Photo #11: This gives you a view inside the aforementioned tent, and people lay inside on beanbag/sleeping bag seats to recreate the tent and festival feeling. It was quite interesting to see and I imagine it holds more relevance to people who have actually been to the festival.

Overall I thought the Exhibit was actually a little confusing and maybe disappointing. As someone who only really knows about Glastonbury Festival anecdotally (from friends, family and accounts on the internet) I was surprised at how small the exhibit was. I also felt like there wasn’t a natural flow to the exhibit as the way I would have designed it, or the way I would have preferred, is to be slightly more “Glastonbury over the years”. For instance last year for CTS we had to visit the Science Museum and visit the Information Age exhibit. It was much larger than this but also confusing as there wasn’t a “Follow this path to see the evolution of technology over the years” and instead was a bit more patchwork.

Even though this exhibit was very small it felt confusing as well, however visually I got a strong sense of what Glastonbury was about and recognized iconography from it (the scaffolding/tent/pyramids) and I thought the use of projection and sound was very effective in making me subtly immersed in it. I would be interested to see what people who are more intimately familiar with Glastonbury would think of the exhibition.

CTS Non Visual Experiences

Non Visual Experiences

Since one of our primary senses and one we rely on is our “sight” it is a very important sense to take into consideration when designing things if you work in media or design industries, although other senses are important.

SIGHT – Visual (Eyes)

SOUND – Audible (Ears)

TOUCH – Haptic (Skin)

TASTE – Gustatory (Tongue/Nose)

SMELL – Olfactory (Nose)

Sound is also very important (music or talking/anything you can hear relies on this sound so it can affect video games tremendously) and can add atmosphere and depth to televisions shows and visual mediums and even art galleries sometimes use music to help set the mood or atmosphere for a particular exhibition. For instance I went to the Victoria & Albert Museum to see the Exhibition on Glastonbury and another Exhibition on Music had Rolling Stones’ “Paint it Black” playing.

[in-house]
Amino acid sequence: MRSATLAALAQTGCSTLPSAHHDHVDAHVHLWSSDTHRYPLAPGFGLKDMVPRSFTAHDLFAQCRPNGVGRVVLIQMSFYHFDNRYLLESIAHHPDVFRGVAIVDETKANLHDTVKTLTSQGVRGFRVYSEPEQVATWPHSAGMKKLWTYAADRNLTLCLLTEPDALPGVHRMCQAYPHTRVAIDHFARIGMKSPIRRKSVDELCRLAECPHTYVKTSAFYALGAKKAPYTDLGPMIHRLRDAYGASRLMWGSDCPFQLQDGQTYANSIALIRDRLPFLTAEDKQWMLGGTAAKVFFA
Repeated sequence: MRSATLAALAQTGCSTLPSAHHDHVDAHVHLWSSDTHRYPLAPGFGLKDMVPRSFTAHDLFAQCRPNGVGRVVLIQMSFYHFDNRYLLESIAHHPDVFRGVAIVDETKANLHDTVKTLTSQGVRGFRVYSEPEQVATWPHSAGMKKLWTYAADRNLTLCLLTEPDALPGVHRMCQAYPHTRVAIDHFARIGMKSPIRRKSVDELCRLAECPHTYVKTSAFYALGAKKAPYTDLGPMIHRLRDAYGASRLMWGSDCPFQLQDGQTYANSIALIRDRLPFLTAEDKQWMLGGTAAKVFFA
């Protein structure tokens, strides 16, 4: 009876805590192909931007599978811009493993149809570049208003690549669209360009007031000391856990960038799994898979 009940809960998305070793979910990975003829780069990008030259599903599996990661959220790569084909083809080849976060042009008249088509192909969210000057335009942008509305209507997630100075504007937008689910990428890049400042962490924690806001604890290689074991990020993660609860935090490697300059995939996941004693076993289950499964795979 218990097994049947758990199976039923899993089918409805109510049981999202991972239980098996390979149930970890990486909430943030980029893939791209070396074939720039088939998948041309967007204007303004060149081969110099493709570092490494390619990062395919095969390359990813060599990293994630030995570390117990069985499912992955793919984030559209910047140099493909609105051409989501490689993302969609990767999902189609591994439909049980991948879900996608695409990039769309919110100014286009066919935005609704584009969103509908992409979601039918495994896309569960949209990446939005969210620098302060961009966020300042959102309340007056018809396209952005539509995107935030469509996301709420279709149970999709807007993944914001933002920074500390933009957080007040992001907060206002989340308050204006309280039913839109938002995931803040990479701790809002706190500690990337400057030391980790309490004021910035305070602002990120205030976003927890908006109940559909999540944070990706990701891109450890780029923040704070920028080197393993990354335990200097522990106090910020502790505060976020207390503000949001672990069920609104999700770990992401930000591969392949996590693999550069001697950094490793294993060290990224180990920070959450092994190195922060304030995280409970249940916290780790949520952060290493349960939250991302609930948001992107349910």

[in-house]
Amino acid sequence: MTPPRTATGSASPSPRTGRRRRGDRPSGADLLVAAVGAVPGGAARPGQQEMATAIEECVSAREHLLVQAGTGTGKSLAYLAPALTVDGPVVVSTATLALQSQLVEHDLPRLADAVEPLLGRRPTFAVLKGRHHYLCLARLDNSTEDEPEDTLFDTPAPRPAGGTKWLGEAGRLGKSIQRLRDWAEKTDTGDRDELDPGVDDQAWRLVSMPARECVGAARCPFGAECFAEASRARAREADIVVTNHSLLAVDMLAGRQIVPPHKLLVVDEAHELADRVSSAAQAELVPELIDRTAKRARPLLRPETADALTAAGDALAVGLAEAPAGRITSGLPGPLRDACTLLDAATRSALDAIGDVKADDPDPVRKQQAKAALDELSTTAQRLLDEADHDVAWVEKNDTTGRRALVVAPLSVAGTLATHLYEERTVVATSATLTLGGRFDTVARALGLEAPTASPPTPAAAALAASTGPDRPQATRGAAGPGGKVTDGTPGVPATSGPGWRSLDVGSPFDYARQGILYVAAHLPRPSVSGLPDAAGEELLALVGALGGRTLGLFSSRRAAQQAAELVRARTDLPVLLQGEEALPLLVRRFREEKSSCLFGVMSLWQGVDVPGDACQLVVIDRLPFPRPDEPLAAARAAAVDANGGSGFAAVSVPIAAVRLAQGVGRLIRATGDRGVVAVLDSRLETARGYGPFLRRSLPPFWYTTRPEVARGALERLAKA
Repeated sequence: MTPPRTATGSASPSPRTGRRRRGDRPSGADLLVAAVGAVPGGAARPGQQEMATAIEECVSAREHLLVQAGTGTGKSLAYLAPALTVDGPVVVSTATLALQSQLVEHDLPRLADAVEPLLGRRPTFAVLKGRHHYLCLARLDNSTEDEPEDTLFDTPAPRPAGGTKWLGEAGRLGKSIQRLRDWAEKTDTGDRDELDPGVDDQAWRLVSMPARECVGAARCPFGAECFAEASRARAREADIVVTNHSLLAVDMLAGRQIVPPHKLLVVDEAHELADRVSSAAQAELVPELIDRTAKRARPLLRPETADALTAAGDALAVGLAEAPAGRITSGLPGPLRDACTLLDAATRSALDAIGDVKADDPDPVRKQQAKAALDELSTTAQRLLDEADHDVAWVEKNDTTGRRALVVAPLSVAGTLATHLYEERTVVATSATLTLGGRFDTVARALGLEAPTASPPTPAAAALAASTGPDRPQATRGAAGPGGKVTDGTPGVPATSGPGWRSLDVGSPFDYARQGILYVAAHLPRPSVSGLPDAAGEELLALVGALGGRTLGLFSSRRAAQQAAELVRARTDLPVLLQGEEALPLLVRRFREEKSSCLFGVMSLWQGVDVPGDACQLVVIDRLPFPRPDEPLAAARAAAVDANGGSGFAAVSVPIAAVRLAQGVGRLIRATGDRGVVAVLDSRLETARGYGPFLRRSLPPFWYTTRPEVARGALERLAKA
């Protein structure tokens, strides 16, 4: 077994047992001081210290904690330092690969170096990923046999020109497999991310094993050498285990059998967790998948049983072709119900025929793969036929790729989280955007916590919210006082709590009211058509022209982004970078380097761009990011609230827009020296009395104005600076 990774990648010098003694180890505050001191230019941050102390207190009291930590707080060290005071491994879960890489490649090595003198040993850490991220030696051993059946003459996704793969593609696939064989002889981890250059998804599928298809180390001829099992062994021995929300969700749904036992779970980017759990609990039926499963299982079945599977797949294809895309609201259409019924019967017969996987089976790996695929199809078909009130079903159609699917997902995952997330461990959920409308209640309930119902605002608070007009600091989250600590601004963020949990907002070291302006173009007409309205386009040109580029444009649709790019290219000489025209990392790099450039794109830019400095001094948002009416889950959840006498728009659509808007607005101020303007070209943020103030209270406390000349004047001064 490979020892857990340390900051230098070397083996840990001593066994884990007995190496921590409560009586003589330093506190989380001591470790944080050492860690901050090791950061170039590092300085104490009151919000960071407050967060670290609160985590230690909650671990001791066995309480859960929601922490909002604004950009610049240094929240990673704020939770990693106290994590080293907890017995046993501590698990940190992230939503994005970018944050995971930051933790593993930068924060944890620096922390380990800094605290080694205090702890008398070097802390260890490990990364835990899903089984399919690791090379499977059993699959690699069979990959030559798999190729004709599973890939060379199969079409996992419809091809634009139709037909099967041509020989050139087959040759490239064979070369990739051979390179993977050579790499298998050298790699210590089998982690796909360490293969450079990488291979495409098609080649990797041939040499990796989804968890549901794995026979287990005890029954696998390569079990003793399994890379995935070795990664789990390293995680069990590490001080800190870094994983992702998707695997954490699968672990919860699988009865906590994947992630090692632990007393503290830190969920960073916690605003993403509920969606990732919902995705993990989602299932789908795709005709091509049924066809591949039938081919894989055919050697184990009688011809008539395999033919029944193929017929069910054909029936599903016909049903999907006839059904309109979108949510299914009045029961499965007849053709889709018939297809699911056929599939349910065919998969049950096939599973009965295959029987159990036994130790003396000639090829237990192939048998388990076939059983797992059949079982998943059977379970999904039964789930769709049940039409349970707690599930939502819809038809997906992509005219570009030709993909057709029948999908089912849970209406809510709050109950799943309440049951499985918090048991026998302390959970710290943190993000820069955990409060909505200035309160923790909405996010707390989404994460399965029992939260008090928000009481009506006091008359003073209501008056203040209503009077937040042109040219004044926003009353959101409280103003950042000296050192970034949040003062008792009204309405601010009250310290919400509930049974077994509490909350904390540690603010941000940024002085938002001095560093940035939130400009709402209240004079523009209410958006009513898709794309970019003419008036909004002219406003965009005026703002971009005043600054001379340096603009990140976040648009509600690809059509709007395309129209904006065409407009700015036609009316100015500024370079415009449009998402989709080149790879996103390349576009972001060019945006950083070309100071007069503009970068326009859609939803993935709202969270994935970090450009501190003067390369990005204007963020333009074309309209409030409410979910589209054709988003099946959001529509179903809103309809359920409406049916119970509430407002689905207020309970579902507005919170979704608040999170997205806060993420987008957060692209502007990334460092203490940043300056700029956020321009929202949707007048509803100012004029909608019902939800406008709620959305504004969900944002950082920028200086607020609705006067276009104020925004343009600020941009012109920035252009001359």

Smell and Taste are hard to incorporate into designs as TV and Movies and Video Games don’t uses them as senses, but Touch is easy as controllers for Video Games typically have vibration features to convey haptic feedback.

I have been into sweet shops and they use sweet smells and bright colors to make it feel like a Willy Wonka esque candyland. I also went on a tour of the Cadbury’s Factory in Birmingham years ago and they gave us an ungodly amount of free samples which actually turned me off chocolate forever.

You could divide these senses into two groups; Contact and Distance senses. Contact senses require you to touch something, obviously, while Distance does not require this.

Distance Senses; SIGHT, SOUND

Contact Senses; TOUCH, TASTE, SMELL

These are not strict categories though as some could argue that smelling is a distant sense because you do not have to be near an object to smell it, but you could equally say that touching particles from the object with your nose makes it a contact sense. Honestly I think to argue about it to that degree is being needlessly pedantic.

Conservative estimates place the amount of scientific senses at roughly ten;

  1. Vision
  2. Hearing
  3. Smell
  4. Taste
  5. Touch
  6. Pain
  7. Mechanoreception
  8. Balance
  9. Temperature
  10. Blood Pressure

The more scientifically liberal minded believe there are thousands of senses.

Constance Classen “The Witches Senses”

Ocularcentric – Centred Around Sight

Cutaneous – Relating To, Or Affecting, The Skin

Somatic – Relating To The Body, Especially Separate From The Mind

Visceral – Relating To Deep, Inward Feelings As Opposed To Intellect.